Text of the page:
• Understands the benefits of heterogeneous groups and fosters each member’s participation at the same level.
  • Enhances all members knowledge, experience and competences to accomplish group goals.
Systemic thinking and handling complexity
  • Explains more complex interconnections among sustainability as it relate to an activity, practice, or policy.
  • Understands how systems are interrelated and utilizes components of systems theory.
  • Describe the impact of changes within systems, consider the impacts of decisionmaking on systems, and analyze a system's strengths and weaknesses.

 

Developing innovative projects
  • Creates and articulates a clear plan for change that reflects strategic and practical concerns for implementation.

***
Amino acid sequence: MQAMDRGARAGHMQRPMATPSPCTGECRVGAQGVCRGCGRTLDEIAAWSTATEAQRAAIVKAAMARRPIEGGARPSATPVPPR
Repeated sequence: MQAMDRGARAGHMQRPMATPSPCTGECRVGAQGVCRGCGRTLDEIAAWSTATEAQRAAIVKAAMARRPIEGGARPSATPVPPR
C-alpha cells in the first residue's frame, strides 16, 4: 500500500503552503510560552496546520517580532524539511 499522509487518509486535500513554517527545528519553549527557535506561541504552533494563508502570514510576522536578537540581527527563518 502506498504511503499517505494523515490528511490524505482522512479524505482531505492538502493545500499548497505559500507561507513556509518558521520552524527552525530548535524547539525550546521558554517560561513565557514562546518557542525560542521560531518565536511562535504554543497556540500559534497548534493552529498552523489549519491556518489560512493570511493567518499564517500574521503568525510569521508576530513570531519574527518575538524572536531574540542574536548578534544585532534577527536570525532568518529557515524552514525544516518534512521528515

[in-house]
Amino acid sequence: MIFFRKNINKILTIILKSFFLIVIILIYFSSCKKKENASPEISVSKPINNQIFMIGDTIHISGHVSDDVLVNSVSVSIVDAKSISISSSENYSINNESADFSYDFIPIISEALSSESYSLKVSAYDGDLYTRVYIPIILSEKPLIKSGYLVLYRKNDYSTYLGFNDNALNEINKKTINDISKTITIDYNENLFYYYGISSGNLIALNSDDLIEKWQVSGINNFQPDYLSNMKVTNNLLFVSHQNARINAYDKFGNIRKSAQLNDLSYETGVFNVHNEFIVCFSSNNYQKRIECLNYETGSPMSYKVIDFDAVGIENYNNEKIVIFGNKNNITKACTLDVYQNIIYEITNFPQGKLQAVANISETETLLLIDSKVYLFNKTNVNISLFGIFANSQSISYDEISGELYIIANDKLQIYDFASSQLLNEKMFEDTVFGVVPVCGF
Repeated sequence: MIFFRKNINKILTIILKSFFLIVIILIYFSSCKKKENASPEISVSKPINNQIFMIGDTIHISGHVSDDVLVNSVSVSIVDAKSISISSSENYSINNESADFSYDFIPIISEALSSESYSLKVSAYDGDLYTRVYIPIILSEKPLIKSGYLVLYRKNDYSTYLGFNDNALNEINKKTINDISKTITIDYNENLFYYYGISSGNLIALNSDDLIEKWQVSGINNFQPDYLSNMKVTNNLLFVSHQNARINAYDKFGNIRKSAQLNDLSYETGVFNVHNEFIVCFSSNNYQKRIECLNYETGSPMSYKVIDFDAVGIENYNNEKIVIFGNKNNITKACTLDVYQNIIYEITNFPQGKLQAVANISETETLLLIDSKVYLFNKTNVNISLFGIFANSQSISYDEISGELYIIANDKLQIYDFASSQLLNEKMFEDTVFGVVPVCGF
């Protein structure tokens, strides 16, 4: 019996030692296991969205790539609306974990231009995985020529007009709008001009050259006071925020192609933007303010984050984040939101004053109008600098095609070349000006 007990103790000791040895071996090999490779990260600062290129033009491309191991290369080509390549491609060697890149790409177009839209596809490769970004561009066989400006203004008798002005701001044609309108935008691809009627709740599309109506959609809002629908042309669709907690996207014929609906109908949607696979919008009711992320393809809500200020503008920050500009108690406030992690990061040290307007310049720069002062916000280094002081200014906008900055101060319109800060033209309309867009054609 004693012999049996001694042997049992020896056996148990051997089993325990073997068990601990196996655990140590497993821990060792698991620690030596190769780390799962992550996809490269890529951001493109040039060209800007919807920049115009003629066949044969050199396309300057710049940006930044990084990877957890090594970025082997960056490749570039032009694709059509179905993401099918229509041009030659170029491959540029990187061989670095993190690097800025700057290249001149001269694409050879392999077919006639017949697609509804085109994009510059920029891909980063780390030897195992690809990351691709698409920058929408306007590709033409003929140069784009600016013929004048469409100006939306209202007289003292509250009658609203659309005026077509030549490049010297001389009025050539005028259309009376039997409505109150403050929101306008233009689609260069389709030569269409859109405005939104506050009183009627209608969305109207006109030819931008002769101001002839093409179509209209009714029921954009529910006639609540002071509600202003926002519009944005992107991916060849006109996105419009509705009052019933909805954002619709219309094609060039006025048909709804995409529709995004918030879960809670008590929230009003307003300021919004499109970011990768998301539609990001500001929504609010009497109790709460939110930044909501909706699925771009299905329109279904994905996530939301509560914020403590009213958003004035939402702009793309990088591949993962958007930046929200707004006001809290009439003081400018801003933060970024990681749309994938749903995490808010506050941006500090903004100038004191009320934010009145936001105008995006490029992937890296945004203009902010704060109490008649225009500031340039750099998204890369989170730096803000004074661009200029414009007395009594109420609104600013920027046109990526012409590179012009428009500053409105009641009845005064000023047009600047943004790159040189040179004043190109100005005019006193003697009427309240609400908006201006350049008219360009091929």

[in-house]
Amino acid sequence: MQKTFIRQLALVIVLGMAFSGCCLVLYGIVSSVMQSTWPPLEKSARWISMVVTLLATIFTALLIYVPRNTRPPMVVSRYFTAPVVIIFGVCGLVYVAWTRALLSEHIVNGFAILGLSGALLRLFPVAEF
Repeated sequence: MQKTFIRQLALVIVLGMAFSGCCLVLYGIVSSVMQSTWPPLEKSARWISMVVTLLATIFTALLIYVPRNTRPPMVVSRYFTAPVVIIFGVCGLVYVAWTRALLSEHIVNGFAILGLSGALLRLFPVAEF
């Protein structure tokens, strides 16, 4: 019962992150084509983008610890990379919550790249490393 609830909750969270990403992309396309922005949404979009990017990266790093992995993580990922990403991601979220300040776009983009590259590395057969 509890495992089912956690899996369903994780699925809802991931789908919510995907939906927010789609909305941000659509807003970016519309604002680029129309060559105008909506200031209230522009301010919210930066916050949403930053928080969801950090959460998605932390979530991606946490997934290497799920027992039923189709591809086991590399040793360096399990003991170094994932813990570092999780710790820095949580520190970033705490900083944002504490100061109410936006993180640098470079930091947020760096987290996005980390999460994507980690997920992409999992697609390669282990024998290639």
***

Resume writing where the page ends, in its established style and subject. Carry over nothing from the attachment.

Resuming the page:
• Understands that facilitating sustainable attitudes and practices requires creativity in conceptualizing existing conditions and generating and implementing sustainable solutions to complex problems

 

Open minded and tolerance
  • Identifies and understands the nuances of ethical conflicts in social, economic, and/or ecological settings. Able to frame such conflicts on both individual and systemic levels.
  • Works through rudimentary ethical conflicts with ability to form a cogent argument and frame preliminary possible solutions.

 

Acting fairly and ecologically
  • Understands ethical implications of decisions and actions across diverse cultural, political, and temporal perspectives and be prepared to choose and act with integrity.
Communication
  • Is an effective communicator by evaluating and implementing appropriate communication strategies. Develops written, oral, and visual tools and practices for communicating about sustainability to diverse audiences.
Evaluation and information analysis